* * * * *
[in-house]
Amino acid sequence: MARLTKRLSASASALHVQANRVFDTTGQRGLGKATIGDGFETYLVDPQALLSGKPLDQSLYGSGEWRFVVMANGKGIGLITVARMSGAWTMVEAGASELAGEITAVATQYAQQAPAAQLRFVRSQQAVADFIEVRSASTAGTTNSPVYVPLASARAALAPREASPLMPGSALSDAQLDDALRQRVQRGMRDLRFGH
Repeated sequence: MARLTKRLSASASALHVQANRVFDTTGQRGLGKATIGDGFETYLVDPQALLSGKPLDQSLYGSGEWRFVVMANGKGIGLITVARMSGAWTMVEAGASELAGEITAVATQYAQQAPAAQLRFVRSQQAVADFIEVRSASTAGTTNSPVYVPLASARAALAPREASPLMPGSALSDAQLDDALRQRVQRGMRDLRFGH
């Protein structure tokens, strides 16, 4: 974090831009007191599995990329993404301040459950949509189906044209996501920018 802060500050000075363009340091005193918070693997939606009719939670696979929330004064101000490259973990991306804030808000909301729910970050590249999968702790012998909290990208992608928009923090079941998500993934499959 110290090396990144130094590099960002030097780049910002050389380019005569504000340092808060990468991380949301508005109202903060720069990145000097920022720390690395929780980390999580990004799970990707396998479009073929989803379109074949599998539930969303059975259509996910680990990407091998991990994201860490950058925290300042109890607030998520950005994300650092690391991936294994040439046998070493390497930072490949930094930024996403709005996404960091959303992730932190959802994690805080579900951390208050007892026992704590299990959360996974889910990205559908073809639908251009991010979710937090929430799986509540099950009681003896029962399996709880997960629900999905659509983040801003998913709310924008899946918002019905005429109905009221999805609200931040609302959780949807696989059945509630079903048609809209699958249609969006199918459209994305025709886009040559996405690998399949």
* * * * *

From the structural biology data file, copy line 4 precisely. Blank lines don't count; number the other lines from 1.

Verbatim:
């Protein structure tokens, strides 16, 4: 974090831009007191599995990329993404301040459950949509189906044209996501920018 802060500050000075363009340091005193918070693997939606009719939670696979929330004064101000490259973990991306804030808000909301729910970050590249999968702790012998909290990208992608928009923090079941998500993934499959 110290090396990144130094590099960002030097780049910002050389380019005569504000340092808060990468991380949301508005109202903060720069990145000097920022720390690395929780980390999580990004799970990707396998479009073929989803379109074949599998539930969303059975259509996910680990990407091998991990994201860490950058925290300042109890607030998520950005994300650092690391991936294994040439046998070493390497930072490949930094930024996403709005996404960091959303992730932190959802994690805080579900951390208050007892026992704590299990959360996974889910990205559908073809639908251009991010979710937090929430799986509540099950009681003896029962399996709880997960629900999905659509983040801003998913709310924008899946918002019905005429109905009221999805609200931040609302959780949807696989059945509630079903048609809209699958249609969006199918459209994305025709886009040559996405690998399949």